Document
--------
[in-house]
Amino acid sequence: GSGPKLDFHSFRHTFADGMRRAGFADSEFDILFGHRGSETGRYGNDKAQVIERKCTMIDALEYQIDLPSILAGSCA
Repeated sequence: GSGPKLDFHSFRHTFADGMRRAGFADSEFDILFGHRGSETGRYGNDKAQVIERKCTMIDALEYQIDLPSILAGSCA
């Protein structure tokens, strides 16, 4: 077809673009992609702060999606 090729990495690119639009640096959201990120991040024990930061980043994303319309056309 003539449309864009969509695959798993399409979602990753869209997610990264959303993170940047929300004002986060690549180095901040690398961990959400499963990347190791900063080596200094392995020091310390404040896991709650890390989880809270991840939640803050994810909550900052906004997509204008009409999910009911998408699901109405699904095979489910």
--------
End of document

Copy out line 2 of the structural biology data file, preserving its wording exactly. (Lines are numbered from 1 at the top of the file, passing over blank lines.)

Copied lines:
Amino acid sequence: GSGPKLDFHSFRHTFADGMRRAGFADSEFDILFGHRGSETGRYGNDKAQVIERKCTMIDALEYQIDLPSILAGSCA